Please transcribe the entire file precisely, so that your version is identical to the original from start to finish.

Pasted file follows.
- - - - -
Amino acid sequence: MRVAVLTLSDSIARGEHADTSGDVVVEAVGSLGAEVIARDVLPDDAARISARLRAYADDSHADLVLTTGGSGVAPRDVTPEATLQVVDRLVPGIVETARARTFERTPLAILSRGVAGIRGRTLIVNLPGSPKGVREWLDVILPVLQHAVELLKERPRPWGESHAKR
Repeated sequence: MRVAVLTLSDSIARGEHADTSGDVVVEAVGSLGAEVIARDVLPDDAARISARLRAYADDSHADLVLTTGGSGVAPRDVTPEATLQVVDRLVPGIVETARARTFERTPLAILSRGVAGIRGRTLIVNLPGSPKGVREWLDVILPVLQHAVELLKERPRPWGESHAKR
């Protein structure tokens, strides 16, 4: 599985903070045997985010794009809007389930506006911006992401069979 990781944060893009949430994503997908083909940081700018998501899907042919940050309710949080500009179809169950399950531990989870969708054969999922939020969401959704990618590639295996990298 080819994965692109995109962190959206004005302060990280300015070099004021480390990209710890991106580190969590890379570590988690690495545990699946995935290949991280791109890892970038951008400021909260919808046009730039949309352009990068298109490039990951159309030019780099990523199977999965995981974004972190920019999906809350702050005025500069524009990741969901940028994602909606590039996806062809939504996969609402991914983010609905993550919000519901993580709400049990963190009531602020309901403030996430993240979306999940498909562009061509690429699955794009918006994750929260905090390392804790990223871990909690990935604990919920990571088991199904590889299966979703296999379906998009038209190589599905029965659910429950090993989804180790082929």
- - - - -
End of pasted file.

Amino acid sequence: MRVAVLTLSDSIARGEHADTSGDVVVEAVGSLGAEVIARDVLPDDAARISARLRAYADDSHADLVLTTGGSGVAPRDVTPEATLQVVDRLVPGIVETARARTFERTPLAILSRGVAGIRGRTLIVNLPGSPKGVREWLDVILPVLQHAVELLKERPRPWGESHAKR
Repeated sequence: MRVAVLTLSDSIARGEHADTSGDVVVEAVGSLGAEVIARDVLPDDAARISARLRAYADDSHADLVLTTGGSGVAPRDVTPEATLQVVDRLVPGIVETARARTFERTPLAILSRGVAGIRGRTLIVNLPGSPKGVREWLDVILPVLQHAVELLKERPRPWGESHAKR
């Protein structure tokens, strides 16, 4: 599985903070045997985010794009809007389930506006911006992401069979 990781944060893009949430994503997908083909940081700018998501899907042919940050309710949080500009179809169950399950531990989870969708054969999922939020969401959704990618590639295996990298 080819994965692109995109962190959206004005302060990280300015070099004021480390990209710890991106580190969590890379570590988690690495545990699946995935290949991280791109890892970038951008400021909260919808046009730039949309352009990068298109490039990951159309030019780099990523199977999965995981974004972190920019999906809350702050005025500069524009990741969901940028994602909606590039996806062809939504996969609402991914983010609905993550919000519901993580709400049990963190009531602020309901403030996430993240979306999940498909562009061509690429699955794009918006994750929260905090390392804790990223871990909690990935604990919920990571088991199904590889299966979703296999379906998009038209190589599905029965659910429950090993989804180790082929």